5. Make time to decompress and de-stress.
Making time to relax – whether it’s walking, watching movies, seeing friends, or doing something creative – is beneficial to decreasing overall stress. College is a lot of go, go, go so it’s all the more important to take a breath too. A neurologist once told me to do a 45-minute meditation every day. Years later, I began doing 5-10 minute morning meditations instead and I’ve continued the practice ever since.
6. Getting run down and potentially triggering a migraine just isn’t worth it.
College is challenging but that “sleep when you’re dead” mentality that a lot of students have is just nonsensical for someone with chronic migraine.
7. Remember what you CAN control is how you treat and take care of yourself.
It can be hard to accept that your college experience may look a bit different from your friends. That does not mean that you should sacrifice your health for any idea of a “perfect” college experience. A little bit of patience and kindness with yourself goes a long way. You don’t have to be perfect and college is a ton of fun, even with chronic migraine.
How to Have a Social Life as a College Student with Chronic Migraine
The college social scene has a reputation for mainly two things; meeting your lifelong friends and parties, parties, parties. In a new environment, there is so much opportunity for both. With chronic migraine in the mix, there are ways to adapt.
1. Join a club!
Colleges have a club for anything and everything. Many groups are low-responsibility and meet once a week. Clubs can help you create a routine, make friends with common interests, and find a reprieve from your academics. I joined a dance performance group that rehearsed a few nights a week for exercise, socializing, creativity, and recreation.
FOMO (Fear Of Missing Out) is not your friend. You deserve a fun and fulfilling college experience. Comparing yourself to others won’t do that for you. There is no “right” way to be a college student. Be open to new experiences and take care of yourself without shame. If you have a tough week, staying in is the best decision. Trust me, the exact same people are having the exact same party next weekend . . . or maybe even tomorrow!
3.Friends do come and go.
New friends are something to be excited about and they can become part of your support system too. Chronic migraine can put a strain on friendships when attacks keep you from being present all the time. It can also be stressful to explain your condition to new friends. Remember that it’s not your job to make someone else understand and accept you. I felt horrible when the friendships I made during my first year drifted away, but ultimately I was able to find lasting friends.
4. And finally, parties.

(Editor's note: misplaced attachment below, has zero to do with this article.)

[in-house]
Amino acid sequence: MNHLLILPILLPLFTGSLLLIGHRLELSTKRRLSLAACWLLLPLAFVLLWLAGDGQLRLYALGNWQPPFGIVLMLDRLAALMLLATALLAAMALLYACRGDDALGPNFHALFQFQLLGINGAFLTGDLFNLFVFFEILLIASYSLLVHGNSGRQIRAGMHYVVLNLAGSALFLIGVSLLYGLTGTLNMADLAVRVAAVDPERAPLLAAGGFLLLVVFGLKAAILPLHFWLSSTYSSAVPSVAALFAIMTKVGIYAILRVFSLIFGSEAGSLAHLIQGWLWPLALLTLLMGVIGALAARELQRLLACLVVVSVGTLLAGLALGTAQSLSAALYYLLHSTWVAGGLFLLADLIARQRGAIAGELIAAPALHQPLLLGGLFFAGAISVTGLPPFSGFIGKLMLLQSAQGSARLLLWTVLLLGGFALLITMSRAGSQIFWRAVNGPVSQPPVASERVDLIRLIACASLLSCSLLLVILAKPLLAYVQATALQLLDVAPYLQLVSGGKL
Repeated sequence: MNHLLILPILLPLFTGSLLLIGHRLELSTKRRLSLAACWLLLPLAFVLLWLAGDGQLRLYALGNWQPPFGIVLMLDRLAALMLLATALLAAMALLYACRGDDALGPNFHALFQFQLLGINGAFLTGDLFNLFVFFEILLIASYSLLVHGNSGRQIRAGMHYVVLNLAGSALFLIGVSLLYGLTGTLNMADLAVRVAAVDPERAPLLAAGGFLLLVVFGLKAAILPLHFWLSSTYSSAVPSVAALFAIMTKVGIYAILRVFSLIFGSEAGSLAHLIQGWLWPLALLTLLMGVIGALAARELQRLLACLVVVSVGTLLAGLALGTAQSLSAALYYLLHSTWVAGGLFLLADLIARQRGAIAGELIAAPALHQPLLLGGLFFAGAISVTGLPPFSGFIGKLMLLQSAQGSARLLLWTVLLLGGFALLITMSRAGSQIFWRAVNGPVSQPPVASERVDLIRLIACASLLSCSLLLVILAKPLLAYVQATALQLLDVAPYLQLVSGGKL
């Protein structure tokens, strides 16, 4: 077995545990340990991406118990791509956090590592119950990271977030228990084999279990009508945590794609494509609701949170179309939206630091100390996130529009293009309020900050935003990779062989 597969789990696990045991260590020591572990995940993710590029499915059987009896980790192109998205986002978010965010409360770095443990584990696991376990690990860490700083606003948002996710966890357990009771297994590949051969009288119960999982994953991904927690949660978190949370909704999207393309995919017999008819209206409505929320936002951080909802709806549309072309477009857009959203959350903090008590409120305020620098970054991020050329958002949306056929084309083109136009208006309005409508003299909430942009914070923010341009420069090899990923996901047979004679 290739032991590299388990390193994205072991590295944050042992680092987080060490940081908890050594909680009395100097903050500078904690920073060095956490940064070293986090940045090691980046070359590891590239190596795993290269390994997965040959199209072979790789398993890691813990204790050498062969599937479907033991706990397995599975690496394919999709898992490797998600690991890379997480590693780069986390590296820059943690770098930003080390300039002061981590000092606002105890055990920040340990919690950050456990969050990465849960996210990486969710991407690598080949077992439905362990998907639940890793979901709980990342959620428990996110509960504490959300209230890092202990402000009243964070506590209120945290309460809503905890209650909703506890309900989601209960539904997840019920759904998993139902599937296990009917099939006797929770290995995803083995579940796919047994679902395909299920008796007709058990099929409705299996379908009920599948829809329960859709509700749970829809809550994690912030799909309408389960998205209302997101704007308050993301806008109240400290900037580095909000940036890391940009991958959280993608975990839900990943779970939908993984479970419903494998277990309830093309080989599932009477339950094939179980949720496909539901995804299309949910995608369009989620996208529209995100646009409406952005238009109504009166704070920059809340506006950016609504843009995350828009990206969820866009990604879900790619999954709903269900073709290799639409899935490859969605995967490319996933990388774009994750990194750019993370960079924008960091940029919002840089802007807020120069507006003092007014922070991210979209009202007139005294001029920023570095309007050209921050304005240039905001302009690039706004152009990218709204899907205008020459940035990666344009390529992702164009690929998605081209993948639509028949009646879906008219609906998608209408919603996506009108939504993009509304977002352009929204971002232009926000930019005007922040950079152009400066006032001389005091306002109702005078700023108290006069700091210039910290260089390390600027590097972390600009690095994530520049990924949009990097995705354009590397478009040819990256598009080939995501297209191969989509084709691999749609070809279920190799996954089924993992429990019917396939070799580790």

Whatever nightlife places you enjoy – frats, house parties, bars, clubs – are likely full of potential triggers, but there are migraine-friendly ways to participate (also applicable to darties/daygers).
Alcohol can be a migraine trigger. Know that good and nice people will not judge you or pressure you to drink in the slightest, especially because your choice to drink or not drink is not a commentary on them. A mixer, mocktail, or other non-alcoholic beverage in a solo cup can help you avoid questioning. If you do drink alcohol, food and water are a must. Having some water between each drink and a big glass before you sleep is a good practice and will reduce hangover symptoms.
Loud music and lights are also potential triggers. Admittedly, I never figured out a way to deal with the booming music at parties and just stomached it. You could hide earplugs with your hair or an artfully worn hat (or just embrace wearing them) but I never took on that particular challenge. To fight my light sensitivity, I became a huge fan of party glasses. Party glasses are a cheap pair of sunglasses that you don’t mind getting lost or stolen or broken. I accumulated a bunch of fun pairs during college that I would throw on and head out, night or day.
The creation of this guide comes from a very personal place. After my first year of college, I felt defeated and exhausted. That summer I was formally diagnosed with chronic migraine. I can remember searching online for resources on how to deal with chronic migraine in college. The listicles I found were sparse and simplistic, and made me fearful that college was impossible for me. That is why, now that I have graduated, I want to pass on what I learned to others who have those same questions, doubts, and fears.
How have you coped with life as a college student with chronic migraine?
Please share your tips with our community in the comments.
I am a Senior Director in Debt and Equity Placement in JLL's Capital Markets group, a leading real estate services intermediary, which acquired HFF on July 1, 2019. Prior to joining HFF, I was a senior consultant for a firm that focused on intangible asset valuation and dispute resolution. I am also a graduate of General Electric Aviation’s Financial Management Program “FMP”, completing four six-month rotations ; meanwhile completing the FMP curriculum receiving Honors in all classes. I've held positions in a variety of corporate finance functions including financial planning and analysis, project and functional gaining a breadth of knowledge in accounting and finance applying problem solving skills and frequently independently learning concepts and processes. In May 2017, I graduated from Boston College with a masters degree in finance.